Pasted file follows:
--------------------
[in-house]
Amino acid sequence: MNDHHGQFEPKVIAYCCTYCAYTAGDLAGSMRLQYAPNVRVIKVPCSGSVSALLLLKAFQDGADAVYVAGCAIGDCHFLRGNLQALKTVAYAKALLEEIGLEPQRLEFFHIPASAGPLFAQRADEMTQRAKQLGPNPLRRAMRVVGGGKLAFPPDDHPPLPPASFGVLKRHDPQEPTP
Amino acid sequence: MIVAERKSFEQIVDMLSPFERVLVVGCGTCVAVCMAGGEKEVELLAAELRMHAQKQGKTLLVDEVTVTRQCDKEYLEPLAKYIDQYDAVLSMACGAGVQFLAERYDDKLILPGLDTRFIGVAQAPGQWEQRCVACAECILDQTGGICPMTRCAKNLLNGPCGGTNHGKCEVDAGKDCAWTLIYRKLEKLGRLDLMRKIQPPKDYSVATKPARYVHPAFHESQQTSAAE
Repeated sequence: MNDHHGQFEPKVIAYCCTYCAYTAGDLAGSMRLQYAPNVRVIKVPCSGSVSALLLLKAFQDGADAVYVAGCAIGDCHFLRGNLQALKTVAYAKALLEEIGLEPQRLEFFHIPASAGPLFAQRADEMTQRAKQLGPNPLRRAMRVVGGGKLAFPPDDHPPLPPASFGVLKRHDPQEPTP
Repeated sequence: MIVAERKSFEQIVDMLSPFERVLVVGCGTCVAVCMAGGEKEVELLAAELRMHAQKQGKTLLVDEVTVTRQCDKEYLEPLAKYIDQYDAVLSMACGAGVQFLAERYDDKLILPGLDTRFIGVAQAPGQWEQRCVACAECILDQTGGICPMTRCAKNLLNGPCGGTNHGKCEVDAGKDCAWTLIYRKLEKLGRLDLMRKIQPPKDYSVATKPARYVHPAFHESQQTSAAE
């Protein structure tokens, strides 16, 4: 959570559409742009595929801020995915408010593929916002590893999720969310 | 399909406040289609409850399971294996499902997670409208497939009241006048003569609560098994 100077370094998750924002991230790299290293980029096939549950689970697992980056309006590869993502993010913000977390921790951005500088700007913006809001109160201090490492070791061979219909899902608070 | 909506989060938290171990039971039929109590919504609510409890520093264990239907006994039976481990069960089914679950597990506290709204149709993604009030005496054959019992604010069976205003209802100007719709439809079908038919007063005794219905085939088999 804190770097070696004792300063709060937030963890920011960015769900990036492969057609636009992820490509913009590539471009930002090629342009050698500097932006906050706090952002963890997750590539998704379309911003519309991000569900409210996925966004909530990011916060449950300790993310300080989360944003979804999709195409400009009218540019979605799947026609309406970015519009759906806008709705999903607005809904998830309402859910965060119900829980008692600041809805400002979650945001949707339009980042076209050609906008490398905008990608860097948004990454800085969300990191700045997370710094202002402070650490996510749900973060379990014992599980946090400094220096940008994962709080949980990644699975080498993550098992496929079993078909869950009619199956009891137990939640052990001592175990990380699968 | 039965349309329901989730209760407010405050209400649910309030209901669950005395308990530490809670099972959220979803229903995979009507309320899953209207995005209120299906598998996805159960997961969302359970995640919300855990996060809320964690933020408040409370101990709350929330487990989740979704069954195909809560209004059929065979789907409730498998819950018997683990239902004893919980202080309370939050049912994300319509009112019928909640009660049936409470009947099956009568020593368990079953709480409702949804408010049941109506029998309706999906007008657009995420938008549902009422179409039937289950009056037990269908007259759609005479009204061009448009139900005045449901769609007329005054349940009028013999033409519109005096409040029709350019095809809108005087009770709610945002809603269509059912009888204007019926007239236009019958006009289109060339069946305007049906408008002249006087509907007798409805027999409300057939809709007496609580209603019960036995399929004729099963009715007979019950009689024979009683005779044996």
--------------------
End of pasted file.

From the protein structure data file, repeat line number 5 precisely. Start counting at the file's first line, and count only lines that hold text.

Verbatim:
Repeated sequence: MIVAERKSFEQIVDMLSPFERVLVVGCGTCVAVCMAGGEKEVELLAAELRMHAQKQGKTLLVDEVTVTRQCDKEYLEPLAKYIDQYDAVLSMACGAGVQFLAERYDDKLILPGLDTRFIGVAQAPGQWEQRCVACAECILDQTGGICPMTRCAKNLLNGPCGGTNHGKCEVDAGKDCAWTLIYRKLEKLGRLDLMRKIQPPKDYSVATKPARYVHPAFHESQQTSAAE